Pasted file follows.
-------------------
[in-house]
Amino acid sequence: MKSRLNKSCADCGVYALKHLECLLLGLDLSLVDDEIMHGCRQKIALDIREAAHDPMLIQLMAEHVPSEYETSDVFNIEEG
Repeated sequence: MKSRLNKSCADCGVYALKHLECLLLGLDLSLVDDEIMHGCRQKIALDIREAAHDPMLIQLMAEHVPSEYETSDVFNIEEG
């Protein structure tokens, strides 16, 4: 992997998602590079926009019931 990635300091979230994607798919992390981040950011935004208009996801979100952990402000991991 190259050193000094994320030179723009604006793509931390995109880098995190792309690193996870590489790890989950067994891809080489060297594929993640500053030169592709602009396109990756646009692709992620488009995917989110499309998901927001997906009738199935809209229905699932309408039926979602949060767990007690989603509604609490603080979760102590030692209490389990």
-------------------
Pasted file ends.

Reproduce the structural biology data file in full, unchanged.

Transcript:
[in-house]
Amino acid sequence: MKSRLNKSCADCGVYALKHLECLLLGLDLSLVDDEIMHGCRQKIALDIREAAHDPMLIQLMAEHVPSEYETSDVFNIEEG
Repeated sequence: MKSRLNKSCADCGVYALKHLECLLLGLDLSLVDDEIMHGCRQKIALDIREAAHDPMLIQLMAEHVPSEYETSDVFNIEEG
């Protein structure tokens, strides 16, 4: 992997998602590079926009019931 990635300091979230994607798919992390981040950011935004208009996801979100952990402000991991 190259050193000094994320030179723009604006793509931390995109880098995190792309690193996870590489790890989950067994891809080489060297594929993640500053030169592709602009396109990756646009692709992620488009995917989110499309998901927001997906009738199935809209229905699932309408039926979602949060767990007690989603509604609490603080979760102590030692209490389990």